The Rise of Gaiscioch Football

Many do not know this, but most will expect it. The best way to motivate me is by telling me I suck at something or telling me that it’s impossible.

Once upon a time, in a land they call San Jose, California a small 65lb 13 year old got his first taste of football in physical education. He was the smallest kid in his class barely meeting the 5’4” mark and as skinny as could be. He had played baseball, was on a swimming team, learned Aikido, and did gymnastics, but football was a new sport and it was pretty fun. But here’s the problem: who wants a nerdy 65lb 5’4” kid on their team? You guessed it, nobody. I was often picked last and sometimes wound up benched to only watch the game.

The other kids teased me by calling me dwarf or “sun dial” because I was so much slower than them. Whenever I did get to play I rarely got to catch the ball. Kids told me I sucked and that I should just give up and not play at all.

But that didn’t stop me, instead it motivated me. I liked this game and wanted to play more. I didn’t care if I ever caught the ball; I wanted to run, I wanted to chase. I loved how 11 people worked together to make it all work, even the guy who wasn’t getting the pass was useful and helped make that play successful.

After lots of arm twisting, my mom decided to sign me up for the Police Activities League and I joined the Campbell / Saratoga Raiders tackle football team. The first day I showed up looking like Robocop. Every pad my mom found in the store was on me. I had arm guard, shin guards, neck roll, rib pads, and even one of those giant chin straps.

Looking back I looked rather hilarious and it’s no wonder I ended up being the team tackling dummy. At first I was terrified of the physical contact and the ball. But as the season progressed something phenomenal happened. I grew 6 inches, went through 3 pairs of cleats in a single season and gained 50 lbs. By the start of the season I barely made weight and was no longer the smallest kid on the team.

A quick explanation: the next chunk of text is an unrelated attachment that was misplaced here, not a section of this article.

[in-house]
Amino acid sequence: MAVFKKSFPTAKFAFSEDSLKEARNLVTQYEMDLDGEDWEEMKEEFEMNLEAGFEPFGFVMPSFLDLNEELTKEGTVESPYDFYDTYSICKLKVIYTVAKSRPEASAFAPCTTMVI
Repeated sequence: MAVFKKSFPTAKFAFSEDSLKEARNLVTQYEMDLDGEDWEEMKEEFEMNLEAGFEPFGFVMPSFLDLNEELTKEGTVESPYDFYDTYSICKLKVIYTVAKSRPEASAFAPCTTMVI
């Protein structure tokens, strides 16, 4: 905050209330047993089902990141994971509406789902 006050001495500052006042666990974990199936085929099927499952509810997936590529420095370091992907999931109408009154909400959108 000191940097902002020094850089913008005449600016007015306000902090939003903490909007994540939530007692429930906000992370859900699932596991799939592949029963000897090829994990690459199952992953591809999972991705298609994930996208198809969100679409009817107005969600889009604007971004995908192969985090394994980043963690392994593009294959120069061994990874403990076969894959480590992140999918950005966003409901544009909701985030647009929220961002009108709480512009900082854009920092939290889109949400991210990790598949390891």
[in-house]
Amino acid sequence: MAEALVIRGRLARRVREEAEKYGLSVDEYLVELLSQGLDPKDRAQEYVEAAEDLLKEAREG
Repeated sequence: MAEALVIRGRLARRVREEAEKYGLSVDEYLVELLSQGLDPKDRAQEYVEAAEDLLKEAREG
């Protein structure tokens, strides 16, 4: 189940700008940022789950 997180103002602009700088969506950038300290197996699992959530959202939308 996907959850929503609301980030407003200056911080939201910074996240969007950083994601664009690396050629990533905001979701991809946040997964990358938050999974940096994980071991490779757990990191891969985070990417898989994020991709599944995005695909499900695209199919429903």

By mid season I was well over the weight limit, at 112 lbs, and my season was over. The team never won a game and in fact we scored our first point in the last game. Our only point came in the form of a 15 yard field goal. It was like winning the super bowl.

The entire team rushed the field and dog piled the poor kicker. Nobody cared that we lost, we finally scored a point.

When seventh grade began, I was no longer the dwarf. I was now a 1% body fat pure muscle machine. I became fascinated with football and it led me to create my first website in 1993, Football Central. This site became an Internet sensation over the next 4 years and would eventually be killed by its own success.

I went on to play football for Prospect High School and became one of their most dependable receivers. I was often running the slant routes across the middle. My coach knew that I would catch the ball even if I took a nasty hit. My coach also began putting me in as a cornerback and safety. During my senior year I led our team in tackles with 68 tackles as a free safety. You can guess how that season went.

After High School I went to San Jose State University where I redshirted for my first year until the NCAA Clearing house sent me a notice that I was no longer eligible because a teacher I had in high school was proven to be incompetent.

I remember my meeting with Dave Baldwin, head coach from SJSU. It was like life was stolen from me and the only reason I went to college was gone.

I then discovered semi-professional football and played 2 years in San Jose before nearly losing a finger to a freak football accident. Tackle football had become too risky for me at this point, and I knew I had to move on.

Luckily for me some of my friends introduced me to Flag Football. I started playing intramural flag football at SJSU and eventually found some other leagues around the San Jose area. At one point I was playing in 4 different leagues on 4 nights a week.

The Birth of Gaiscioch Football

In 2001, shortly after forming the Gaiscioch na Anu in Dark Age of Camelot, I decided it would be fun to create my own team, and I created the Gaiscioch flag football team in the San Jose parks and recreation league. A few of my friends from high school joined me as well as a few of the members of the original guild whom I worked with at the time.